NCTSN: Helping Children with Traumatic Separation or Traumatic Grief Related to COVID-19
This resource offers information on how to talk with children about traumatic separation or traumatic grief as it relates to the COVID-19 pandemic. COVID-19 has resulted in thousands of children being separated from loved ones who require isolation and/or hospitalization due to a loved one testing positive for COVID-19 or because of potential exposure for essential workers. This tip sheet is for caregivers or other adults supporting children with traumatic separation or traumatic grief related to COVID-19. Especially in stressful times, in addition to the suggestions here, all children benefit from caregivers listening to and validating their different feelings.
The Center on the Developing Child, Harvard University: COVID-19 Resources
What Is COVID-19? And How Does It Relate to Child Development?: This infographic from the Harvard University Center on the Developing Child explains the basics of what COVID-19 is, and what it can mean for stress levels in both children and the adults who care for them. It also offers some easy and concrete solutions to help caregivers ensure that both they and the children they care for don’t experience long-term effects of stress.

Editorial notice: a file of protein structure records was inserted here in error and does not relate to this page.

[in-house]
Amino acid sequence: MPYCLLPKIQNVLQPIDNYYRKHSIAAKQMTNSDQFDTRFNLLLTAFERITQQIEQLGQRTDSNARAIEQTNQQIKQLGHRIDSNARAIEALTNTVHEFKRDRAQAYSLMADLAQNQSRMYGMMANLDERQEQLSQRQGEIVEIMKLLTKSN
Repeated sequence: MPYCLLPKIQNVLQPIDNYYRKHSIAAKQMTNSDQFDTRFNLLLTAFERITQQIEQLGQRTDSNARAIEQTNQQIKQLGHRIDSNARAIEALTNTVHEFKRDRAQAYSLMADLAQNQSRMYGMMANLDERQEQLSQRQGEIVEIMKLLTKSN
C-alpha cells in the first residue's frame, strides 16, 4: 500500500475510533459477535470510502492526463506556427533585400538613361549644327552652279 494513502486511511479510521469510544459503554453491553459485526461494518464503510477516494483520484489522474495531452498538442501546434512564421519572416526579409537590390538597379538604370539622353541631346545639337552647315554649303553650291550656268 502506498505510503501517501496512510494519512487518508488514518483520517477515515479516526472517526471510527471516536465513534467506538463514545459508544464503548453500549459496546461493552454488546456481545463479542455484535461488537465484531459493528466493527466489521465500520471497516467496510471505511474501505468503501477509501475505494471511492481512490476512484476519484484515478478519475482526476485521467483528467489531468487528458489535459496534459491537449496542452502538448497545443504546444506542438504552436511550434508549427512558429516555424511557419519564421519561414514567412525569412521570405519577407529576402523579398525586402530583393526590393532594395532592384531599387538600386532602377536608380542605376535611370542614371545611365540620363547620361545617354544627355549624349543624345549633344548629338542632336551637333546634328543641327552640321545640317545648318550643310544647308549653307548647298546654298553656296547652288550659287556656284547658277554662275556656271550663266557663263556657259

Stress, Resilience, and the Role of Science: Responding to the Coronavirus Pandemic: A statement from the Harvard University Center on the Developing Child Director Dr. Jack P. Shonkoff discusses two of the lessons learned thus far about child development from this pandemic.
How to Support Children (and Yourself) During the COVID-19 Outbreak: This Harvard University Center on the Developing Child brief includes a few simple and free activities to help support a child’s healthy development.
U.S. Committee on Breastfeeding: Infant and Young Child Feeding in Emergencies
Infant and Young Child Feeding in Emergencies: The U.S. Committee on Breastfeeding provides key facts, resources and guidance for breastfeeding during COVID-19.
Child Mind Institute: Anxiety and Coping with the Coronavirus
Anxiety and Coping With the Coronavirus: The resource from Child Mind Institute provides expert advice on managing anxiety within the family unit in a healthy way.
State Officials Letter for Providers: March 23, 2020